World Mental Health Day allows us all an opportunity to pause and think about ourselves and how we are feeling. It’s a subject that was once taboo but has now rightfully got the attention and credibility it deserves with many employers now offering mental health days and a more accommodating attitude towards mental health issues and the need to prioritise it.
Source: Google Trends for ‘Mental Health’
The theme for this year’s Mental Health Awareness Week in the UK was around ‘loneliness’, and especially around how ‘together we can tackle loneliness’. It’s quite apt because for the last two years pretty much the whole world has lived in isolation due to various lockdowns, social distancing guidelines and the rise of remote working and learning. Whilst the lockdowns did bring around much needed opportunity for us to find peace in solitude, they have definitely increased general feelings of loneliness. Research suggests that the number of people in Great Britain who reported feeling lonely often or always had increased to 7.2% in comparison to pre pandemic levels of 5%.
How to define loneliness
You might not actually think you are lonely - everyone’s experience of loneliness is slightly different. One of the most common descriptions for loneliness is that feeling that our needs around rewarding social contact and relationships have not been met. Some people could feel lonely in a room full of people but totally content at home alone watching Netflix. Loneliness in itself isn’t considered a mental health condition but the two are very strongly linked. Having a mental health issue can increase your chances of feeling lonely and feeling severe loneliness is one of the key drivers of mental health.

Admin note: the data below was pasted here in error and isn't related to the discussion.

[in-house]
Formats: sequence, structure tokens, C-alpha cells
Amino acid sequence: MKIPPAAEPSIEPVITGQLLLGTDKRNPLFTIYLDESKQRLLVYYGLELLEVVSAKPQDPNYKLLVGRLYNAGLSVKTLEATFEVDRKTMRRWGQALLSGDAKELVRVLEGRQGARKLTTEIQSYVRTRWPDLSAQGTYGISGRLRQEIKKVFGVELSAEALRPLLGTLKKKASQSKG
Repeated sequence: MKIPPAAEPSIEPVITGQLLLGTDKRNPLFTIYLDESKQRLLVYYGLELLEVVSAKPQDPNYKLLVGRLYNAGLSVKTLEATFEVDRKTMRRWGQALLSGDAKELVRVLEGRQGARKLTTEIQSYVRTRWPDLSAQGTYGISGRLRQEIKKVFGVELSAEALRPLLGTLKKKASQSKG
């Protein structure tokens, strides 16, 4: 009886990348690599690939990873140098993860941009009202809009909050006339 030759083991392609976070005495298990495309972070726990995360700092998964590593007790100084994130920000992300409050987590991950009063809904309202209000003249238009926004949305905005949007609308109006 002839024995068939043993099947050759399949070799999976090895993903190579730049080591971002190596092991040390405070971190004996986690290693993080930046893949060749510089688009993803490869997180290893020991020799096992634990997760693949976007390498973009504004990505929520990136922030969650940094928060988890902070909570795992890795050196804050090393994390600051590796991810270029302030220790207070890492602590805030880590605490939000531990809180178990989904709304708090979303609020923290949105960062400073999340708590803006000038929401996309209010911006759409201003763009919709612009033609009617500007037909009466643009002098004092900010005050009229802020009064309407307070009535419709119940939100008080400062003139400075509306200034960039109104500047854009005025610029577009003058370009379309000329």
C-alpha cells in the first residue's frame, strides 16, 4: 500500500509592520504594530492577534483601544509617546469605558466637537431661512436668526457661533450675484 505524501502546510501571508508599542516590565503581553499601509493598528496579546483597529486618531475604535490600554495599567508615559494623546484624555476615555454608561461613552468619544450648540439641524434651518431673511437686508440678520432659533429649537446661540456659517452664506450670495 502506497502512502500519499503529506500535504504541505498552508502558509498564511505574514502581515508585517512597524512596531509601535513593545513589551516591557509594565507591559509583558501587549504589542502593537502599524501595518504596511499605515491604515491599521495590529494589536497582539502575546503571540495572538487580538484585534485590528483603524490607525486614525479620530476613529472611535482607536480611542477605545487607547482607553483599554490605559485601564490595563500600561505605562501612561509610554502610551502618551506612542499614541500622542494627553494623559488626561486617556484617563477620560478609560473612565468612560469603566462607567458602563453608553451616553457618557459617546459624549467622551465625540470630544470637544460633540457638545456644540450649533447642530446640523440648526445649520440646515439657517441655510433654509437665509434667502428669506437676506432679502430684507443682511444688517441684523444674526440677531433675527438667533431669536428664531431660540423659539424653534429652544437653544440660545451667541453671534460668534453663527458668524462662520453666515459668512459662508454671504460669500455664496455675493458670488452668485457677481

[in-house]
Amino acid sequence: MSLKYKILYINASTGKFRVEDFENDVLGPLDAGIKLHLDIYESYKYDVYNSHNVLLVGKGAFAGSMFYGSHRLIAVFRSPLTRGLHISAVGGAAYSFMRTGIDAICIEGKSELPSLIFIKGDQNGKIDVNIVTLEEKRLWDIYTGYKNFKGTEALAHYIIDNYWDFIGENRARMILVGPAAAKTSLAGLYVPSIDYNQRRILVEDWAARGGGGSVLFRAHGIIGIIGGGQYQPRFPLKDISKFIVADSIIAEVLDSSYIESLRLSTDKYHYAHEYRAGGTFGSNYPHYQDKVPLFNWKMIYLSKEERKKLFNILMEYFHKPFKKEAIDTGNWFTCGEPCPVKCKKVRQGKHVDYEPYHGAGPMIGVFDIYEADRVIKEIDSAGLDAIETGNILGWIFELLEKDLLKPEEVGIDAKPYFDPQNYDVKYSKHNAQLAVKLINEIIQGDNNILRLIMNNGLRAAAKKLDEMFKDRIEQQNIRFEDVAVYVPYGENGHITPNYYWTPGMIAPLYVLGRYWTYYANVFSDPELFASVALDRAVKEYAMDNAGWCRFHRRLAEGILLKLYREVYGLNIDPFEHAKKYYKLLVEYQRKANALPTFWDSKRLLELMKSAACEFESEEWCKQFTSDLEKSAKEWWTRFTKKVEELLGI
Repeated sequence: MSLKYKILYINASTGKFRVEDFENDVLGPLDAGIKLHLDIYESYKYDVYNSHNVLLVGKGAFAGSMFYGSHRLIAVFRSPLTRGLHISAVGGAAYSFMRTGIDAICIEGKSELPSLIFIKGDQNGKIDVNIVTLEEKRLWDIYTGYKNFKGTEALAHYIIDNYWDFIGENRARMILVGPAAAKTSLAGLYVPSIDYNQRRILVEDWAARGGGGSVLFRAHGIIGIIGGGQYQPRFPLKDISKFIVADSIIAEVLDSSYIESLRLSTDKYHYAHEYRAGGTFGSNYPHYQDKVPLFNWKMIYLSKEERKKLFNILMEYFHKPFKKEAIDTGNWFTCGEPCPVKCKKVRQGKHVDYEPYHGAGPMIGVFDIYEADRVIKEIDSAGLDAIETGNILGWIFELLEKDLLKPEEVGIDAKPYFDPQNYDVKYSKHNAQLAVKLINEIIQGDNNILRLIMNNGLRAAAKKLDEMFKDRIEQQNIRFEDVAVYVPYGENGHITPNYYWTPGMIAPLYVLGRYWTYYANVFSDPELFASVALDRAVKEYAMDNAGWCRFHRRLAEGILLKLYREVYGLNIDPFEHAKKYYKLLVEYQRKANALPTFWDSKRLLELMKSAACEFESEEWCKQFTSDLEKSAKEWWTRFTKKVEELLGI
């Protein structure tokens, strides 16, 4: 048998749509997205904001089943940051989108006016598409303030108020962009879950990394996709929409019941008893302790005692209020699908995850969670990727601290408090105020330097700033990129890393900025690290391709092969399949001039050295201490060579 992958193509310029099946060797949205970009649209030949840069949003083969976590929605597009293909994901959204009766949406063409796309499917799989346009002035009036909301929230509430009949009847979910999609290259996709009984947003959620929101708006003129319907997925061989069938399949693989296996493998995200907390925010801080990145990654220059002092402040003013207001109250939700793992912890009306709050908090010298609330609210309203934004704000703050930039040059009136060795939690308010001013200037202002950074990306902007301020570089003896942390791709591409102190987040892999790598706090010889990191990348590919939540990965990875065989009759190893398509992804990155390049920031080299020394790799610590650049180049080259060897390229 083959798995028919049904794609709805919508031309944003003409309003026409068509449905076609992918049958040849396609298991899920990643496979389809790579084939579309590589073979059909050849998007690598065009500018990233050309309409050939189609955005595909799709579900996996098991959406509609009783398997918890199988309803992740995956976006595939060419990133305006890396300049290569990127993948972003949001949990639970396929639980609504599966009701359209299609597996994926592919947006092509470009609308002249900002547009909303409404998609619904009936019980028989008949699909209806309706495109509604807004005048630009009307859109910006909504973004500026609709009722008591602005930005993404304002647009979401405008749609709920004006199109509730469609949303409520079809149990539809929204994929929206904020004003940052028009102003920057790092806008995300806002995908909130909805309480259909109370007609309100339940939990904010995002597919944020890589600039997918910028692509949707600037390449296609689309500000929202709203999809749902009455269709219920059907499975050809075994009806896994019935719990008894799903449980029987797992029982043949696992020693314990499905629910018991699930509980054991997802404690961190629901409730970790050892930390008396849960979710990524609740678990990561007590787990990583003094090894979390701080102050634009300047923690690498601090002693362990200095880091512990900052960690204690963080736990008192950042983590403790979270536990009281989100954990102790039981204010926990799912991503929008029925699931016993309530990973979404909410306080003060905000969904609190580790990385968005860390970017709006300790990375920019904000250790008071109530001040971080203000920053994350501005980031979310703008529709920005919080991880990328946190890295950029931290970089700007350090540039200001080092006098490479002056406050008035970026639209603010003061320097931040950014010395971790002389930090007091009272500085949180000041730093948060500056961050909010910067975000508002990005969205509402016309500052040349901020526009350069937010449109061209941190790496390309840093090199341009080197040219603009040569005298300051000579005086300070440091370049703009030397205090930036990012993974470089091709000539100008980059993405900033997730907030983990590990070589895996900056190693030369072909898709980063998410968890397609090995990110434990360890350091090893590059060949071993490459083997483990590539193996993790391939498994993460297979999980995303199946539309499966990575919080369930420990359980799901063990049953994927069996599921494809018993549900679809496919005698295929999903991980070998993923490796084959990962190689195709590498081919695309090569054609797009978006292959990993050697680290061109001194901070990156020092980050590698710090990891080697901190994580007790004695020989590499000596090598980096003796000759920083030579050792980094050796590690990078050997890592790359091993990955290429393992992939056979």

There is no single cause for loneliness, it varies from one person to another. For some people, life experiences could cause loneliness, for others it’s more physical or social barriers. Marginalised groups tend to be more at risk of severe loneliness, due to practical barriers, structural societal issues, discrimination, and prejudice.
Supporting marginalised communities with mental health issues and loneliness
There are quite a few charities that support marginalised groups and their experiences with mental health - one of them is Black Minds Matter.
Black Minds Matter are a free mental health and therapy charity who aim to support the Black community to deal with the effects of racial discrimination and ensure mental health is a priority for Black people across the UK. Like many other cultures, within Black culture, there are stigmas towards mental health and when/if people should seek mental health support. Organisations like Black Minds Matter demystify the connotations that surround mental health and help thousands of people make that step to be the best version of themselves.
Another great charity is Mindout. Mindout is a mental health service run by, and for, those who are lesbian, gay, bisexual, trans and queer, and aim is to create a world where the mental health of LGBTQ communities is a priority, free from stigma and isolation. Despite being based in Brighton and Hove, the charity has online support services which are available globally.
Whether you are from a marginalised community or not, mental health and loneliness are important topics to think about and talk about with friends, family and support groups. Reach out to someone this World Mental Health Day, whether you are suffering or not – it may be one of the most important conversations you ever start.